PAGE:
Wheat bran phenolic acids can be divided into derivatives of either hydroxycinnamic acid or hydroxybenzoic acid [32]. Hydroxybenzoic acid derivatives include p-hydroxybenzoic, vannilic, syringic, and gallic acids. However, the most abundant phenolic acids in wheat are derivatives of hydroxycinnamic acids, specifically ferulic acid, dehydrodimers and dehydrotrimers of ferulic acid, and sinapic and p-coumaric acids [20,21,30,33,34,35]. The bran layers contain the majority of phenolic acids that are mostly linked with cell wall structural components through ester bonds [9,36,37].
Notably, the bran is composed of the aleurone layer, the intermediate layers (e.g., nucellar epidermis and seed coat), the inner pericarp (cross and tube cells), and the outer pericarp [38] (Figure 1).
Table 1 shows the content of principal phenolic acids that are localized in the wheat grain compartments, specifically the bran, the endosperm, the tissues isolated from the outer grain layers, and the scutellum and the embryonic axis. The outer layers of the wheat grain contain a broad array of phenolic acids, including ferulic acid (FA), dehydrodimers (DHD) of ferulic acid, sinapic acid (SA), and p-coumaric acid (p-CA). As previously noted in maize bran [35], wheat bran also contains a trimer of ferulic acid, namely 4-O-8′, 5′-5′′ dehydrotriferulic acid (DHT), which is particularly abundant in the pericarp. The sinapic acid concentration in wheat bran is similar to that of dehydrotriferulic acid, whereas the p-coumaric acid content of the outer layers is almost two- and three-fold lower [34].
Figure 1. Schematic representation of wheat grain fractions.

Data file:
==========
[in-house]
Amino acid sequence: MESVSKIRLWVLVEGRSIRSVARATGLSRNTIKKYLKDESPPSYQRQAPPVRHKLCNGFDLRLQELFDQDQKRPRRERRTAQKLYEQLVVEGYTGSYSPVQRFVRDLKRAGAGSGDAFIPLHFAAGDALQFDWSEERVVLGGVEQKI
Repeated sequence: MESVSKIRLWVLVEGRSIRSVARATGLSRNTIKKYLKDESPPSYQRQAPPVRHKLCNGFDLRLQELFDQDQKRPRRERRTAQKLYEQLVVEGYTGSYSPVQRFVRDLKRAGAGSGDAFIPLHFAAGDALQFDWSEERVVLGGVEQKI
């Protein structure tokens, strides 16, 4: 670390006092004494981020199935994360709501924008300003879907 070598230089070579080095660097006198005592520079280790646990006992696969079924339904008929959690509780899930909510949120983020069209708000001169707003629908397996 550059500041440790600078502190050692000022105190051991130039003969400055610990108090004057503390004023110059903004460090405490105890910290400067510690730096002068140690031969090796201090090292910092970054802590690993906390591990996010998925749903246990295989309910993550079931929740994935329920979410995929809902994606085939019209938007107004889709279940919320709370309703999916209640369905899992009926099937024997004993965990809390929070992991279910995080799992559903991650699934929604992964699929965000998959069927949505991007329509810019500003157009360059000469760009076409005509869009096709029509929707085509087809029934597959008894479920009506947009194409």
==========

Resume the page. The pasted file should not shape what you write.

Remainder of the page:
Figure 1. Schematic representation of wheat grain fractions.
Molecules 20 15666 g001
Also, it was shown that the intermediate layers are mostly composed of arabinoxylan characterized by an extremely low arabinose to xylose ratio, and high amounts of ferulic acid monomers very weakly cross-linked [34]. The aleurone layer differs from the outer pericarp by a lower arabinose to xylose ratio, and a lower content of ferulic acid dimers and trimers. High proportions of ether-linked phenolic acids can be found specifically in the seed coat and tissues in the crease region [35]. It was seen that the recovery of total phenolic acid from the aleurone and nucellar epidermis was similar in mild saponification compared to strong alkali treatment. Conversely, the levels of phenolic acids extracted from the intermediate layer and outer pericarp increased by about two-fold using strong saponification [34].
Phenolic acids have been suggested as biochemical markers of pericarp and aleurone layers [38]. A dehydrotrimer of ferulic acid was found to be mostly concentrated in the outer pericarp of wheat bran, whereas p-coumaric acid was mainly present in the aleurone layer [35].
Table 1. Contents of principal phenolic acids (mg/g dry matter) of different parts of the wheat grain [34,35]. Abbreviations: FA, ferulic acid; DHD, dehydrodimers of ferulic acid; DHT, dehydrotrimers of ferulic acid; p-CA, p-coumaric acid; SA, sinapic acid.
Table 1. Contents of principal phenolic acids (mg/g dry matter) of different parts of the wheat grain [34,35]. Abbreviations: FA, ferulic acid; DHD, dehydrodimers of ferulic acid; DHT, dehydrotrimers of ferulic acid; p-CA, p-coumaric acid; SA, sinapic acid.
Wheat Bran TissuesFADHDDHTSAp-CATotal
Aleurone8. .00
Intermediate layer5.920.910.
Embryonic axis0.310.
Adom et al. [9] showed that the bran/germ fraction contributes 83% of the total phenolic content of the whole meal flour. Actually, the total phenolic content of bran/germ fractions is 15- to 18-fold higher than that of respective endosperm fractions and the starchy endosperm contributes only 17% of the total phenolic content [9]. Chiefly, total phenolic content and total antioxidant activity progressively decrease as debranning progresses from the aleurone layer to the internal portions of the kernel [39,40].

3. Biological Activity and Bioavailability of Phenolic Acids

Phenolic acids are among the most abundant and ubiquitous metabolites of cereal crops with health-related antioxidant activity [30,32,36]. Indeed, these compounds represent 30% of total phenolics in the Mediterranean diet, thus playing a significant role in both human and animal diets [4,41].